The Variorum Edition of the Poetry of John Donne, Volume 2

The Variorum Edition of the Poetry of John Donne, Volume 2

The Elegies
Donne, John
Distribution: World
Publication date: 10/22/2000
Format: Hardback 4 b&w photos
ISBN: 978-0-253-33376-6
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2001 SCMLA Book Prize winner

From reviews of previous volumes:

This variorum edition will be the basis of all future Donne scholarship." —Chronique

Academic libraries and specialists in Renaissance and 17th-century studies should feel compelled to own each and every volume of this series." —Seventeenth Century News

An occasion for celebration. Among the most ambitious and valuable collaborative scholarly enterprises at the end of the twentieth century. Superb." —Early Modern Literary

This latest addition to the Donne variorum, the third to appear in a projected eight-volume series, presents a newly edited critical text of Donne’s elegies and a comprehensive variorum commentary. As with previous volumes, Volume 2 is based on a study of all known manuscript sources and significant printed editions of Donne’s poetry and on an examination of the criticism and scholarship of the past four centuries.

Author Bio

Gary A. Stringer is Professor of English at Texas A&M University.

Ted-Larry Pebworth is Emeritus Professor of English at the University of Michigan-Dearborn.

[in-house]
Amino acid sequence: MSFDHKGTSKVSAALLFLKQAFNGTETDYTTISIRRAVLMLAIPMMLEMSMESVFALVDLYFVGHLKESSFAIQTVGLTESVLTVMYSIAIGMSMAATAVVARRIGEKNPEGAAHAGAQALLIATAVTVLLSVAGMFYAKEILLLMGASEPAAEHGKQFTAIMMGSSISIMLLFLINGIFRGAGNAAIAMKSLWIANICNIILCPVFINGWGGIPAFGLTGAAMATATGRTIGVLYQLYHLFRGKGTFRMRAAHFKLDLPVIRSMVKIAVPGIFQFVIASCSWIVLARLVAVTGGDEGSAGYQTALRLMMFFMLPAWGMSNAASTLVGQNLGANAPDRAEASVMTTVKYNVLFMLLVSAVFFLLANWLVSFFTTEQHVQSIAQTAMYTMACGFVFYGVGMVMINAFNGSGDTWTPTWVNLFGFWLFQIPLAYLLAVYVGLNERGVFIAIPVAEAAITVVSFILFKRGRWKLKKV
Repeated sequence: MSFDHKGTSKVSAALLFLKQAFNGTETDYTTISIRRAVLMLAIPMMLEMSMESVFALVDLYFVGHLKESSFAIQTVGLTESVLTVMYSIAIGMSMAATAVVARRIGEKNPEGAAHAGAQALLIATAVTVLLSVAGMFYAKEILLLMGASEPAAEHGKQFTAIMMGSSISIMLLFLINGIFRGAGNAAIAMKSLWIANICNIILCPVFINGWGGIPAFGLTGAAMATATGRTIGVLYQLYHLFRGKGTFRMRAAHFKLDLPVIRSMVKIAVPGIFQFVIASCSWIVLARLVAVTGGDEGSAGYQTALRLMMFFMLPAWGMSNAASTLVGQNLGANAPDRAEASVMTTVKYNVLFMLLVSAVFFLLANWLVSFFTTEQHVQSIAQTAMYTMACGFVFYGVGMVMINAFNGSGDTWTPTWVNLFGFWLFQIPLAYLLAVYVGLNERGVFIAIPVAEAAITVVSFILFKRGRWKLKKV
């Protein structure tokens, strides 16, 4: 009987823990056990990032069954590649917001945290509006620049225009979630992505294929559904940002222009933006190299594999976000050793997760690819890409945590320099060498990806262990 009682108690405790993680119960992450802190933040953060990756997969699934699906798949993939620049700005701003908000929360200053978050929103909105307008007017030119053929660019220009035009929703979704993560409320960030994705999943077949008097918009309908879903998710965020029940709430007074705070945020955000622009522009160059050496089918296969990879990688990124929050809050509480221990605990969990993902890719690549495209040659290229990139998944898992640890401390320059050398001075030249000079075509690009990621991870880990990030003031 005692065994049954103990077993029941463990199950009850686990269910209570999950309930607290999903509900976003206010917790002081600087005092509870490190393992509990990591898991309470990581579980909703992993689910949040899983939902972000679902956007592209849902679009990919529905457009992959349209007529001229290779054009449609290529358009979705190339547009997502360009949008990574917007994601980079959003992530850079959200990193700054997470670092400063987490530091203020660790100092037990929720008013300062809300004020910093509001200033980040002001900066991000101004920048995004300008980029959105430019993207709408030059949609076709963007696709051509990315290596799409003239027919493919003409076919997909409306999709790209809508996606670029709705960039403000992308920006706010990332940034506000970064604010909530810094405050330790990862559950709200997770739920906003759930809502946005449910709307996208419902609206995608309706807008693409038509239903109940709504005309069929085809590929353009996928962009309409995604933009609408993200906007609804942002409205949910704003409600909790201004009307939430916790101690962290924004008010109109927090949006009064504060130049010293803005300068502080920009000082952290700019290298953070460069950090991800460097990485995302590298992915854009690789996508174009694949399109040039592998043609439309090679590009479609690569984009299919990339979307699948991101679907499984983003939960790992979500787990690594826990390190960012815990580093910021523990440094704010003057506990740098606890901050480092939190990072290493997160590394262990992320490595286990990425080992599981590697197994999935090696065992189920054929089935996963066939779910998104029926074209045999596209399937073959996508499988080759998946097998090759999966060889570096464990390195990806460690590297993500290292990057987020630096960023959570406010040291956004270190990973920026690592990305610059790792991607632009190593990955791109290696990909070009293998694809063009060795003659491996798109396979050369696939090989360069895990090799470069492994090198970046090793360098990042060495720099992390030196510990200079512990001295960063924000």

Ernest W. Sullivan, II, is Edward S. Diggs Professor of English at Virginia Tech University.

John R. Roberts is Emeritus Professor of English at the University of Missouri-Columbia.

Diana Trevino Benet is Professor of English at the University of North Texas.

Theodore J. Sherman is Assistant Professor of English at Middle Tennessee State University.

Dennis Flynn is Professor of English at Bentley College.

Paul A Parrish is Professor of English at Texas A&M University.

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Table of Contents

Short Forms of Reference for Donne’s Works
Abbreviations Used in the Commentary
Sigla for Textual Sources
Manuscripts Listed by Traditional Classification
Symbols and Abbreviations Used in the Textual Apparatus
General Introduction
Introduction to Volume 2
Texts and Apparatuses
Elegy 1 The Bracelet.
[Not that in color it was like thy haire]
Elegy 2 The Comparison.
[As the sweet sweate of roses in a still,]
Elegy 3. The Perfume.
[Once and but once found in thy companee]
Elegy 4. Jealousy.
[Found woman which wouldst haue thy husband dy]
Elegy 5. Oh let not me serve so.
[Oh let not me serve so, as those men serve]
Elegy 6. Natures Lay Ideott.
[Natures Lay Ideott, I tought thee to Love]
Elegy 7. Love's War.
[Till I haue peace with thee, warr other Men;]
Elegy 8. To his Mistress going to bed.
[Come Madame, come; All rest my powers defy;]
Elegy 9. Change.
[Allthough thy hand, and fayth and good works too]
Elegy 10. The Anagram.
[Marry and love thy Flauai for Shee]
Elegy 11. On his Mistris.
[By our first strange and fatal interview]
Elegy 12. His Picture.
[Here take my picture, though I bid farewell]
Elegy 13. The Autumnall.
[No springe, nor summer beautie, hath such grace]
Elegy 14. Loues Progresse.
[Whoe ever luves, if hee doe not propose]
Elegy 15. His Parting from Her.
[Since shee must goe, and I must mourne, some night]
Elegy 16. The Expostulation.
[To make the doubt cleare, that noe woman’s true]
Elegy 17. Variety.
[The heuens rejoyce in motion, why should I]
Sappho to Philnis.
[As the sweet sweate of roses in a still,]
Analysis of Early Printed Copies
Textual Introduction
Elegy. Iulia.
[Hearke newes, o Enuy, Thou shalt heare desiry’d]
A Tale of a Citizen and his Wife.